April 1, 2013
/PRNewswire-USNewswire/ -- The following statement was issued today by Community Oncology Alliance:
Today, America's seniors and the physicians who care for them will begin to feel the impact of a federal government policy that was never supposed to happen. Sequestration has been applied to Medicare, reducing payments to physicians and care providers. This is bad news for all seniors, but likely devastating for seniors struggling with cancer. The Administration has decided to apply the sequester cuts not only to services physicians and others provide, but also to the fixed, pass-through costs of chemotherapy and related cancer-fighting drugs used to treat and manage this life-threatening disease.
More than 60 percent of cancer patients in
the United States
rely on Medicare. A series of misguided Medicare reimbursement cuts has created an unsustainable situation whereby many community cancer care providers operate at a loss when providing treatment to Medicare patients. Medicare reimburses community cancer clinics for chemotherapy based on an average sales price (ASP) and an additional services payment (6%) for administrative costs and financial risks associated with handling, storage, preparation, administration, and disposal of these highly toxic drugs. Unfortunately, Medicare payment falls short, and many cancer clinics are currently paid less than it costs to treat seniors fighting cancer.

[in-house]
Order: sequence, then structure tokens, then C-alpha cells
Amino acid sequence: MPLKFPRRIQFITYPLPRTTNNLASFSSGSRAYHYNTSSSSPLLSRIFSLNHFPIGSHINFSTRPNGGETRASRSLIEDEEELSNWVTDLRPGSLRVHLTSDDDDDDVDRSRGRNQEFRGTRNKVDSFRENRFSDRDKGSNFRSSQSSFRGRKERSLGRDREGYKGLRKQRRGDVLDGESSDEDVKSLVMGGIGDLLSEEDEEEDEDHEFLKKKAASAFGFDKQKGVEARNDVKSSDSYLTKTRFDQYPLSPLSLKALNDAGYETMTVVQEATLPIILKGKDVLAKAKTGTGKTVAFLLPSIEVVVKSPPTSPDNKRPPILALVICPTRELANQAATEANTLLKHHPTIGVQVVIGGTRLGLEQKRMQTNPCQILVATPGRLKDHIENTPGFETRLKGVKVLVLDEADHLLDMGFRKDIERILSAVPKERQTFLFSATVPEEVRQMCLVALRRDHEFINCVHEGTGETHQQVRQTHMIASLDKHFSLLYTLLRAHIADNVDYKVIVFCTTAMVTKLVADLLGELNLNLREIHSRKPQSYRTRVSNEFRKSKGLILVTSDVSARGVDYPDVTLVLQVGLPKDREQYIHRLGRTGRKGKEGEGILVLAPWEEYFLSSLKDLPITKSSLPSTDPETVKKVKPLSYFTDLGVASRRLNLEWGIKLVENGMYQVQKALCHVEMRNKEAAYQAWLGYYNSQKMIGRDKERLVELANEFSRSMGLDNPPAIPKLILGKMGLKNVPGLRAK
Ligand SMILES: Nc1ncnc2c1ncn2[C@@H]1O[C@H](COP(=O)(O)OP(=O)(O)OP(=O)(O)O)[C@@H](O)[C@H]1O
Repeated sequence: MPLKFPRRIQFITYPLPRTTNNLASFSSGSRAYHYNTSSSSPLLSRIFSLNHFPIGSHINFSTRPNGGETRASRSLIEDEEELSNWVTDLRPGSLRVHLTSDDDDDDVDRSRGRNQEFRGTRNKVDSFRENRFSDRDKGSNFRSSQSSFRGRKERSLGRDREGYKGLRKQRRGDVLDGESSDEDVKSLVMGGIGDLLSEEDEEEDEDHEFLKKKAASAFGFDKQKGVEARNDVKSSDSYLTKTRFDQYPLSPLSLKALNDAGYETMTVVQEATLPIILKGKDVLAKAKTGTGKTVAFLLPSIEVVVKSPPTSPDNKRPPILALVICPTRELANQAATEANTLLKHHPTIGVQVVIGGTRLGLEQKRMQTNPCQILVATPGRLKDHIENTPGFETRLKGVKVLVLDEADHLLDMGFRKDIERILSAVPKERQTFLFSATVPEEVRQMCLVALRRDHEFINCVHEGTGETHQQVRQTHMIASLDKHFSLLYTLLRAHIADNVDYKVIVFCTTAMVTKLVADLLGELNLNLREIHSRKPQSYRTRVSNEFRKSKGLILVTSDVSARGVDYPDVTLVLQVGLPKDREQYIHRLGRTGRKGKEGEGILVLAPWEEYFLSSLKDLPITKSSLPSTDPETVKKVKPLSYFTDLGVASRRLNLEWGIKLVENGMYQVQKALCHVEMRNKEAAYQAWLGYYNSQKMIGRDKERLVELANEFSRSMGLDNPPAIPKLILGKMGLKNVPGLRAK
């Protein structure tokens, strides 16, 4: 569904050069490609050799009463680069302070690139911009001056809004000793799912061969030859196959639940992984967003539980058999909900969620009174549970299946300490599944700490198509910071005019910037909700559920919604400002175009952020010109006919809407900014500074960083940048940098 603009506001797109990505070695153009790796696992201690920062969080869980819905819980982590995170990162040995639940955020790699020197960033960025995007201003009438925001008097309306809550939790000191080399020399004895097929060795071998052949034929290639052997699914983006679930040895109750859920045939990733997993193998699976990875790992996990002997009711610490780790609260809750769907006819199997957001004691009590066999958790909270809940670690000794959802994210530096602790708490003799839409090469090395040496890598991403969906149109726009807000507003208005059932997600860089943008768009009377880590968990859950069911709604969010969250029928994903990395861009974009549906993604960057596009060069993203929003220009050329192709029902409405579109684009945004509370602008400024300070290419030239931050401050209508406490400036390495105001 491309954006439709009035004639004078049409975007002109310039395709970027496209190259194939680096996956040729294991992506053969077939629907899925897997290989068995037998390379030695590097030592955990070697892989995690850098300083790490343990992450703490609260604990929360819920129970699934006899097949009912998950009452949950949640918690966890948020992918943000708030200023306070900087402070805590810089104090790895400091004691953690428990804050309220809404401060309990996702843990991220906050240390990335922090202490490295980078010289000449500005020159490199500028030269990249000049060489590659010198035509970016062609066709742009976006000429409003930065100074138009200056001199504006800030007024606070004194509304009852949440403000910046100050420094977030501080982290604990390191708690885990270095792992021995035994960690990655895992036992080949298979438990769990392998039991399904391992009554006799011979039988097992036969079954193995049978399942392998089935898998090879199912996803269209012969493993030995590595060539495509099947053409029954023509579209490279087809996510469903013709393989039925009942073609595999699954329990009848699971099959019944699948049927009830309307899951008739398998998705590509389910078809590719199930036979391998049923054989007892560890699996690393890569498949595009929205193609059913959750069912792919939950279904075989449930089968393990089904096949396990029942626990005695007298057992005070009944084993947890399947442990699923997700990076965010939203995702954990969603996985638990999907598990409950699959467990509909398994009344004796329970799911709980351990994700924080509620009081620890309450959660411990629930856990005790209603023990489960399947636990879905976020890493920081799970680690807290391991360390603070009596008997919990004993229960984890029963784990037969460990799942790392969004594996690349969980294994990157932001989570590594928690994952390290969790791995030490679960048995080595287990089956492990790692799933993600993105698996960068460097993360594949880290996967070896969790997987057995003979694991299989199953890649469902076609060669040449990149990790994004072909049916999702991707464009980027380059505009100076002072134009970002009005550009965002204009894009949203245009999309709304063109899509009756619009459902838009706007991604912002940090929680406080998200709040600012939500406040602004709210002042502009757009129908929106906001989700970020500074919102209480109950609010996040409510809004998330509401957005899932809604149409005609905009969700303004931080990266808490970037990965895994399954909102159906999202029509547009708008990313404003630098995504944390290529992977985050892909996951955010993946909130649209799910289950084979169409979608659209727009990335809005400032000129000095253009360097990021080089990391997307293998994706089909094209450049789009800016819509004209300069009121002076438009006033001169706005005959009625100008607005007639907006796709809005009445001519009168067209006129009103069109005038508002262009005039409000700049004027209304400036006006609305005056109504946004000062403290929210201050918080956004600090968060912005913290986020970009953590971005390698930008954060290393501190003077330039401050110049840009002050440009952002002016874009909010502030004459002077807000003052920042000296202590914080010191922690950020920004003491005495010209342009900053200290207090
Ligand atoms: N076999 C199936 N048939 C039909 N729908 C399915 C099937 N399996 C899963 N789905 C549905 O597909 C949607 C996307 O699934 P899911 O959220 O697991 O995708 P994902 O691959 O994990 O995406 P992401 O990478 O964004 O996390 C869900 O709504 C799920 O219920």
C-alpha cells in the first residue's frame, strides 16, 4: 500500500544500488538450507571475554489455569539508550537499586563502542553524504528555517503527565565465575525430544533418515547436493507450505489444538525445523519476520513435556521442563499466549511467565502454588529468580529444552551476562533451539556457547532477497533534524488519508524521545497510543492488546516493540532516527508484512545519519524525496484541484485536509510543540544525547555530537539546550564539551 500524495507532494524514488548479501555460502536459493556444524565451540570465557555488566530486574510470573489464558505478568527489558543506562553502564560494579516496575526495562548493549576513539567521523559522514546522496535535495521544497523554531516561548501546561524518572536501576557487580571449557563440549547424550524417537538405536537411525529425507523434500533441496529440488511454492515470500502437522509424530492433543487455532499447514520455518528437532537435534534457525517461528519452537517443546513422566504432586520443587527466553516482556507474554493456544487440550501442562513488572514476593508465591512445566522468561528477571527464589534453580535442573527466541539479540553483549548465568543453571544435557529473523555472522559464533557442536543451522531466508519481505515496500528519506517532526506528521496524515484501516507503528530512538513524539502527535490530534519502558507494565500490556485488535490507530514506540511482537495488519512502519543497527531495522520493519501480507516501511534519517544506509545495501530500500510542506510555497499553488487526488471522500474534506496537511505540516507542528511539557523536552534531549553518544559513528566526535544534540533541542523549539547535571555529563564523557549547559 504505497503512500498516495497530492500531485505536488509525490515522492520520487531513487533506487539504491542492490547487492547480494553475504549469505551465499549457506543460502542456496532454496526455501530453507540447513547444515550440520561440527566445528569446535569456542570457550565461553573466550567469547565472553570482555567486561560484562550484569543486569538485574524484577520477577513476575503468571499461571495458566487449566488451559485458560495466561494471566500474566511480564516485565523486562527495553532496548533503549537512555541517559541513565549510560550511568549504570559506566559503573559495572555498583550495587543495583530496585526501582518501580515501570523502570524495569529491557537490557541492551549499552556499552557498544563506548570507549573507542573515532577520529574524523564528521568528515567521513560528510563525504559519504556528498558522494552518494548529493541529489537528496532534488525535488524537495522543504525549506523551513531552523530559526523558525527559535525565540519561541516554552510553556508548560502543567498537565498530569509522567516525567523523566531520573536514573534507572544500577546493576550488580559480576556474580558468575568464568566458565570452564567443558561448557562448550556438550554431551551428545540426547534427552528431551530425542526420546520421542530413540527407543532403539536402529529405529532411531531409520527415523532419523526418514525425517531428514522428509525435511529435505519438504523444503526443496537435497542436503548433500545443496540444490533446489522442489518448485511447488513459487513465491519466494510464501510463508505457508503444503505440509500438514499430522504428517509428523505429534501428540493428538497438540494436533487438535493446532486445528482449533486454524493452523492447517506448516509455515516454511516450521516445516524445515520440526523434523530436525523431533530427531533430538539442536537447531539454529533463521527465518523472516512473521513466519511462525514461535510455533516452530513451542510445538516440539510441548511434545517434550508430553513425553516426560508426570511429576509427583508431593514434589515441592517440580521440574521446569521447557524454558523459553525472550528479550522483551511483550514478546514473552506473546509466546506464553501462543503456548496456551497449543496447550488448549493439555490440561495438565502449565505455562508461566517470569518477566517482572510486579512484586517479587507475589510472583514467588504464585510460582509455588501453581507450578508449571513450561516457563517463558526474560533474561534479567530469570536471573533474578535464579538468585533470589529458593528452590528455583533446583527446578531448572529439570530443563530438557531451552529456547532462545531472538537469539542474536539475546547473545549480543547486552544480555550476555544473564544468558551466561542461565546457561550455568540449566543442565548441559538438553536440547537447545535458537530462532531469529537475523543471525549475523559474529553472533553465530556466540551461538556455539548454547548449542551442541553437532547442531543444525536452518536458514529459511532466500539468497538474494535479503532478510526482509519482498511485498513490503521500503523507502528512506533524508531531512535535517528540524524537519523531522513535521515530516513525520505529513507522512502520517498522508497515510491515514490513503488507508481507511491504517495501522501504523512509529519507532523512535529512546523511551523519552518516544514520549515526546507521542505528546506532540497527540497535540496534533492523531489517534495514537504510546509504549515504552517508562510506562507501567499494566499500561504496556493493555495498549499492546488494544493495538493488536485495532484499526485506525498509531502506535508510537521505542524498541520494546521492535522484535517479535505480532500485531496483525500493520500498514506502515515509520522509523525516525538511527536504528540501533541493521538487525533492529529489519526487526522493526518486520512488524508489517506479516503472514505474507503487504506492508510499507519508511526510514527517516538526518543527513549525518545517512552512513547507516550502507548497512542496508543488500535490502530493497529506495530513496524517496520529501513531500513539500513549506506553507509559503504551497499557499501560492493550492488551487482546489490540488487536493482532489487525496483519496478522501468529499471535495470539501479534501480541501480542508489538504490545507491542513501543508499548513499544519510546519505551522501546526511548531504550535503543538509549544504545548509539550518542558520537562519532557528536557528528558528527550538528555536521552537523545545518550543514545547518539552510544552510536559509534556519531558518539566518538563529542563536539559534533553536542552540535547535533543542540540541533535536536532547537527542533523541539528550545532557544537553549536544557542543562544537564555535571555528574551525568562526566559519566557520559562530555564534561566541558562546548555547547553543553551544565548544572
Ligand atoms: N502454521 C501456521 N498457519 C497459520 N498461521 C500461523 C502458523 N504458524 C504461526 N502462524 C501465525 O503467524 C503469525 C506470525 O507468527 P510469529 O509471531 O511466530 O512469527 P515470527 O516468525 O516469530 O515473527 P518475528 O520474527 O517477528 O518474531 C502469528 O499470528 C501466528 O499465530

Community cancer care providers are struggling to survive in this unsustainable environment. Until recently, more than 80 percent of the nation's cancer patients were treated in physicians' offices in the community setting. Since 2008, more than 1,200 community cancer care centers have closed, consolidated, or reported financial problems. The result has been patient access problems, increased costs to seniors, Medicare, and taxpayers due to the migration of Medicare patients to costlier care settings, and new barriers to care for elderly patients in remote areas. When community cancer clinics close their doors, access to cancer care is compromised for all cancer patients, but especially vulnerable seniors.